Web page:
Monday, March 10, 2008

T Bone

I've been listening to T Bone Burnett and thinking about George W. Bush. I'm doing the former because I need to write about him for Paste. I'm doing the latter because I'm dumbfounded that GWB has vetoed a bill that would have banned waterboarding, a torture technique forbidden under the rules of the Geneva Convention -- rules we enthusiastically adhere to and support in the UN, by the way, unless or until they become a little too morally inconvenient.

At any rate, T Bone apparently thinks about George W. Bush, too. Listening to T Bone's back catalogue, which now stretches back 28 years, it's amazing to hear the consistency in both his music and his lyrics. He's always, always, always been focused on truth and the illusions we are likely to settle for instead. Here is one of his latest songs:

If we were to pass an Eleventh Commandment
In twenty years people would be shocked to learn
That there had once been only ten
And wouldn't care if there had been

It all comes down to a moment of truth
Clock ticking in a soundproof booth
From Corpus Christi to Duluth
From Ghengis Kahn to Babe Ruth

If I could only see through glass
I would know what has come to pass
I wouldn't hurry, but I'd get there fast
What's last is first what's first is last

Every time you feel the shift
You conjure fire in a hieroglyph
When you're out for revenge dig two graves
When you run from the truth it comes in waves

We're marching up to Zion
That beautiful city of God
-- T Bone Burnett, "Every Time I Feel the Shift"


patrick said...

The music service "Pandora" has been urging T Bone Burnett on me the last several days, and I remarked to my wife how it's funny that I've mostly overlooked his songwriting when I've been so moved by records he's produced over the years. Listening to Raising Sand a few month's back sent me digging through boxes looking for my cassette copy of Joe Henry's Shuffletown, because I suddenly remembered he had produced that too, and I had to hear it again.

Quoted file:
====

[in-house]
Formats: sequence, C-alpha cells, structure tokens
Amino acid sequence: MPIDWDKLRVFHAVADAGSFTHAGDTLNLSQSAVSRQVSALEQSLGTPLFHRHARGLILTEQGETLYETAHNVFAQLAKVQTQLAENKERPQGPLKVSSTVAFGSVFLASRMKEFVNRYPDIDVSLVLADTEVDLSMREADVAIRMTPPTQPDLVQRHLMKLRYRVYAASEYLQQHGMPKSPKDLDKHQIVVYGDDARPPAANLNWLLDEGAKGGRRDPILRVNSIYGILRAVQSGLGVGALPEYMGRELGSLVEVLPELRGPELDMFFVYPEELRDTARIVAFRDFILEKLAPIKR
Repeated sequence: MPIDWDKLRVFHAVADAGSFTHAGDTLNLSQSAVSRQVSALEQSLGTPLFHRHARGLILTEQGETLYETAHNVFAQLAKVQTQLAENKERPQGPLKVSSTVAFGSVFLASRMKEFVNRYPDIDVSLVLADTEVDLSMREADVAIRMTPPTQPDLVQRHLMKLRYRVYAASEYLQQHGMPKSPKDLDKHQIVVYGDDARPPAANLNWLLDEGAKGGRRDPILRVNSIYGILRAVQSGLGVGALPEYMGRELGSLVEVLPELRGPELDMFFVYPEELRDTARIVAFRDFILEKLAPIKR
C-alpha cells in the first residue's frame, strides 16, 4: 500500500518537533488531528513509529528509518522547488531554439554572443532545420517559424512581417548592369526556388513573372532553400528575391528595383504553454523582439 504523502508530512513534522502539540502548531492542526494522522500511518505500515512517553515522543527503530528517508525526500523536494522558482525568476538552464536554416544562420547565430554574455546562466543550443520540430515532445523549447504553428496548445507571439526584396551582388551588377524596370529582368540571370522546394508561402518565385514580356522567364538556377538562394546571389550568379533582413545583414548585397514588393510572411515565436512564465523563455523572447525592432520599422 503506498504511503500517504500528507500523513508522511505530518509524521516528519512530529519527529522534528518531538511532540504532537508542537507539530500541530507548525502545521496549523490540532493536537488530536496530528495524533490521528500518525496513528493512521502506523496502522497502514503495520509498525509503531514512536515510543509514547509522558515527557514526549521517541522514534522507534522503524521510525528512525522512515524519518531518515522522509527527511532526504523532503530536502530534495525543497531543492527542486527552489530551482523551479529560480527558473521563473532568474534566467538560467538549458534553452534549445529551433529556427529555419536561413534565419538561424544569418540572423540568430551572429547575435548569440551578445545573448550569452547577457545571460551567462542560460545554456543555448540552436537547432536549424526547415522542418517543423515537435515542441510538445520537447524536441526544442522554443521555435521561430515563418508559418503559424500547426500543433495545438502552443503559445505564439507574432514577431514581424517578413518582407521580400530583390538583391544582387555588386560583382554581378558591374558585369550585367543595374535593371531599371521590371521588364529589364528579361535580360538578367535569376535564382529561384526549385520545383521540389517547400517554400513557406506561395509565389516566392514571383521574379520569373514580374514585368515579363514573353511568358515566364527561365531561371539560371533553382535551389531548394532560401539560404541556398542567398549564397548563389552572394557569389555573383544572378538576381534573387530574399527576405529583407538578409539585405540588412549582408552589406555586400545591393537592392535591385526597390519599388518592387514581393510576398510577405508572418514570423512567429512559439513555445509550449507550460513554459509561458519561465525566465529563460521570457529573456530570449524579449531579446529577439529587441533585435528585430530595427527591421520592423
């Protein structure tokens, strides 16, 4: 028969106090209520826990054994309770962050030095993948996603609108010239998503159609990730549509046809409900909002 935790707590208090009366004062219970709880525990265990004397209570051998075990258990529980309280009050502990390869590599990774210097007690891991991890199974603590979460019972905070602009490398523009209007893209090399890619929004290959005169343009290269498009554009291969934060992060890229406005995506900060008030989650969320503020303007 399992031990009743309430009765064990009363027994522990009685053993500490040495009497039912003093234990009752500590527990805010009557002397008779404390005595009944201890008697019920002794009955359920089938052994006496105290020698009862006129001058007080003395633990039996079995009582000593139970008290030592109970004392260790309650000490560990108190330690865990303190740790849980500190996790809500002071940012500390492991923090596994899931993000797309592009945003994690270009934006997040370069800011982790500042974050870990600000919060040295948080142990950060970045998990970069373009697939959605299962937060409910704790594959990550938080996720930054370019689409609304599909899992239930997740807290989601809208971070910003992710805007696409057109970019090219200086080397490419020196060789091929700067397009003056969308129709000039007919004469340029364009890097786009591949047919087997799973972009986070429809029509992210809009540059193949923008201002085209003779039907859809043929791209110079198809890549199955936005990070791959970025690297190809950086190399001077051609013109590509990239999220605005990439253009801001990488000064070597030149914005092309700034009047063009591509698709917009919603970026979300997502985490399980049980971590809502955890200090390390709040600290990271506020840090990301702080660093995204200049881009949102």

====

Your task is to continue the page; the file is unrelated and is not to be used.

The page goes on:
Maybe it's this ability of Burnett's, demonstrated in what you quote, to sort of sidle up to something and then nail it with all the ball-peen force of the most gifted protest singer, that makes him such a great producer. Nuanced without being abstruse, and as straightforward as a microphone in front of the band when that's what the music calls for.

Anonymous said...


Is your story in relation to the Tooth of Crime album, or is this a feature based on his involvement with Plant and Krauss?

Either way, I'll be looking forward to it. You're the only reason I keep a subscription to Paste.


Andy Whitman said...

Andrew, my feature story is actually a career overview/appreciation where I discuss both T Bone's songwriting and his production skills. So I mention both Plant's and Krauss's "Raising Sand" and the about-to-be-released "Tooth of Crime." But the focus is broader than either of those fine representations of his work.

paulf said...

I've been listening to T-Bone for decades, and I must protest that for all the great lyrics he wrote, you choose to quote maybe his most ham-handed song ever! :)

When I listen to my old 70s records, there is an artist who is eerily prescient about the present -- TonioK.

Listen to "The Night Fast Rodney Went Crazy" and remember it was three decades before mass school shootings. Or "One Big Happy Family:" whose brilliant lines include "..and all the king's idiot sons, never in all of their glorious battles solved anything with a gun."

He wrote about Columbine and George Bush and lots of other great stuff 30 years ago.

Adventures with Us said...

Me and my wife were married and the song "Any Time At All" was performed by a couple of our friends. Probably my favorite song of his.